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China should introduce fuel tax in proper time
Updated: 2004-12-07 13:43

A World Bank expert said it would be better for China to charge oil at the full world market prices,and then introduce a fuel tax when oil prices drop to what he called a proper level.

Bert Hofman, lead economist and chief of the Economics Unit of the World Bank's Beijing Office, explained that China does not charge oil at the full world market prices right now.

"The oil prices at the pump are cheaper than the world oil prices," he said in an exclusive interview with Xinhua on Friday.

"If you want to build a rational economic structure, if you want to make sure people invest in energy saving industry, you need to get that price signal rights."

Oil resources are limited, and 50 years from now, the world will have even bigger scarcities and China will use a lot of oil, already it is using too much energy now, compared with other countries, said Mr Hofman.

He said China should eliminate what he called oil subsidy firstand start taxing oil if politically feasible.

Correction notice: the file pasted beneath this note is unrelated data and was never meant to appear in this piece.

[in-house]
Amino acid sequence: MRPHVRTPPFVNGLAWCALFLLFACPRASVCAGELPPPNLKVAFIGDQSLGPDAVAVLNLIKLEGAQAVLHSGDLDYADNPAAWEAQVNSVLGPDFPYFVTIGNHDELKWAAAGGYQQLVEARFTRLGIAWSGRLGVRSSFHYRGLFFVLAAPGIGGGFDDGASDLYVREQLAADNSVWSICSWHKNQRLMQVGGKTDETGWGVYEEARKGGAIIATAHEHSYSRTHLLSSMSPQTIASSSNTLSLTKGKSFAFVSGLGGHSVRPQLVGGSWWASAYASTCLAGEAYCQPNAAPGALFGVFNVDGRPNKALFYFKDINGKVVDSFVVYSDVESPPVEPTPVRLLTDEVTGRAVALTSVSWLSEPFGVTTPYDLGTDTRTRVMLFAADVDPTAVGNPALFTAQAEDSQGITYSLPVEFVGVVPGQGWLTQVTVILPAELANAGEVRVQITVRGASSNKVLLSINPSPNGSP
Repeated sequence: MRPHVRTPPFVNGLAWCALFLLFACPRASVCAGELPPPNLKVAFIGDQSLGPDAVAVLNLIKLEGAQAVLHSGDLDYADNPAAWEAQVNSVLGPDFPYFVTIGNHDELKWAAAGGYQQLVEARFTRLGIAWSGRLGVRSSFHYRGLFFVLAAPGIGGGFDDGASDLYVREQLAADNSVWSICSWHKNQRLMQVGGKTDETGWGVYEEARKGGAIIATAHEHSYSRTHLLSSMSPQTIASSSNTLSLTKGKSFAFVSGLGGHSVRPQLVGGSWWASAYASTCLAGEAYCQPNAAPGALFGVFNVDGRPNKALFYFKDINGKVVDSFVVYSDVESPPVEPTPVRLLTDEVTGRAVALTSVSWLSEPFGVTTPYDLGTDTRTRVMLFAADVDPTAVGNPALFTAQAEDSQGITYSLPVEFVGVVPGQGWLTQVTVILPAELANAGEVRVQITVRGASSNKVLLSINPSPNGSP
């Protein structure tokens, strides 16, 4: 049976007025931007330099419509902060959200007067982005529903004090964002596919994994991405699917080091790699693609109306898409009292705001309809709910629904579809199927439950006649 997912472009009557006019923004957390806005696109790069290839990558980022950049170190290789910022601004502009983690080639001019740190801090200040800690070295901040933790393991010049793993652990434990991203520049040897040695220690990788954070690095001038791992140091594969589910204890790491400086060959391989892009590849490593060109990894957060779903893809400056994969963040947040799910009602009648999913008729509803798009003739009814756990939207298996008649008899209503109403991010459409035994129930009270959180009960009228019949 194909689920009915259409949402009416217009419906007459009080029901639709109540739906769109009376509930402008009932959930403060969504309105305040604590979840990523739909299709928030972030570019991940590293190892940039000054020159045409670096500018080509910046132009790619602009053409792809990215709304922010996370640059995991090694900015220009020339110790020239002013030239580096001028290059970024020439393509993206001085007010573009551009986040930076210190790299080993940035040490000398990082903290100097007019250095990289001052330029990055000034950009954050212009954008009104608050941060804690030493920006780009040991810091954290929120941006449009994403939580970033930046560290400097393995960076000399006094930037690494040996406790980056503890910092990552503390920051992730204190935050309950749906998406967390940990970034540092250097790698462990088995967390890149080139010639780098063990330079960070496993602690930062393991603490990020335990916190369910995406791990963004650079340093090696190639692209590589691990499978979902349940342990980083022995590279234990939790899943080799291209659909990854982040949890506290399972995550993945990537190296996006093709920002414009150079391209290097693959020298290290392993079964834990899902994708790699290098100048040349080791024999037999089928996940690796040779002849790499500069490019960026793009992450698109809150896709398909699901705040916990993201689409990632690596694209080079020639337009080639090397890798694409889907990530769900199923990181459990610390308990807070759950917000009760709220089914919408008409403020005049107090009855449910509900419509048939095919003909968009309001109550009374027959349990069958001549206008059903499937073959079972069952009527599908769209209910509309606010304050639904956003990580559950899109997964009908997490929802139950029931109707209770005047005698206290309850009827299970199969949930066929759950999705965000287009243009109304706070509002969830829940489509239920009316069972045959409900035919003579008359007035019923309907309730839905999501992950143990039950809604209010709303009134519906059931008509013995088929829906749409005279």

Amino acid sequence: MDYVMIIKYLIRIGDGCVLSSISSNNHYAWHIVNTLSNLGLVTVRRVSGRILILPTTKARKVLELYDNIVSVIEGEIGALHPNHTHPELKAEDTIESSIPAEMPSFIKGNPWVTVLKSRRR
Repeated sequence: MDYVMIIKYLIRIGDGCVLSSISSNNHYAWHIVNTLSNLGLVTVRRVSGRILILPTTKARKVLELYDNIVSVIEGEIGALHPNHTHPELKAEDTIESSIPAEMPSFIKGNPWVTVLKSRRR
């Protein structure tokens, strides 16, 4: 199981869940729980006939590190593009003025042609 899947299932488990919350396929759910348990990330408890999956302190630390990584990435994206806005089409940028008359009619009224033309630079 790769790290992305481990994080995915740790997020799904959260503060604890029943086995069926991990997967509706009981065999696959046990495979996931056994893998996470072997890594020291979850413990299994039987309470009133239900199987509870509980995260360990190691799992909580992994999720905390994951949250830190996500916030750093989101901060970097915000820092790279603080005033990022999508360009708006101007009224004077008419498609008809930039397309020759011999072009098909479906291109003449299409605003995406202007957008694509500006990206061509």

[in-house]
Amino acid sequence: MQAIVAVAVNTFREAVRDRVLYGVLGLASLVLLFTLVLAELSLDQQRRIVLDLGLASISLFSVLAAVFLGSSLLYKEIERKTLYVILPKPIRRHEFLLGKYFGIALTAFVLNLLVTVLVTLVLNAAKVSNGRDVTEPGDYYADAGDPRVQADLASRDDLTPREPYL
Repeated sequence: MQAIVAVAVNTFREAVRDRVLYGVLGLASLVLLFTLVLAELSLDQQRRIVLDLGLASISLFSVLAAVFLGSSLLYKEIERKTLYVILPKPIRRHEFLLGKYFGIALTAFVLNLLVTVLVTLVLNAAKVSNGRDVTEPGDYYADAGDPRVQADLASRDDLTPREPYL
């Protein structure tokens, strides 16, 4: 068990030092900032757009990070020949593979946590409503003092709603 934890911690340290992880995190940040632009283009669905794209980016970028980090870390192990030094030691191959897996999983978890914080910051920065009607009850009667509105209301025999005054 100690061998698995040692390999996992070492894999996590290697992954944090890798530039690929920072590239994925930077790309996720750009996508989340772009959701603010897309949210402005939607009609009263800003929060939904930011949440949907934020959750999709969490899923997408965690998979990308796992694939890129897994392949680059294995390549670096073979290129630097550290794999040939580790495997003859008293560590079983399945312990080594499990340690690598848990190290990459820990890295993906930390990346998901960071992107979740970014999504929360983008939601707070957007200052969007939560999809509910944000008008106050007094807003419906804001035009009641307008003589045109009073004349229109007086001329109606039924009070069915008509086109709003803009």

"The best time to do that is when oil price is coming down, because everybody is happy, because the price at the pump still comes down. But in the meantime, you eliminate the subsidy, put upa tax, which is good for the long-term structural feature of the Chinese economy.

"And we think (2005) is a good year (for China) to do it," saidthe expert as the oil prices are likely to decline from their highlevel of 2004.

China's booming economy, which is expected to grow by around 9.3 percent this year, is feeling the pinch caused by shortages of energy resources, including oil.

Jia Yinsong, an official from the State Development and Reform Commission, said China is expected to import more than 100 million tons of crude oil this year, exceeding the 100-million-tonlevel for the first time. This will bring the nation's dependence on oil imports up to nearly 40 percent.

The nation's annual output of crude oil will reach 174 million tons this year, Jia predicted.

China produced 130 million tons of crude oil in the first threequarters of the year, a year-on-year growth of 3 percent. The country imported 85.8 million tons of crude oil and processed 202 million tons, up 36.2 percent and 15.4 percent respectively, Jia said.

To ease energy shortages, the Chinese government stepped up theprospecting and extraction of domestic oil and natural gas resources, while striving to improve energy efficiency and seek alternative energy.

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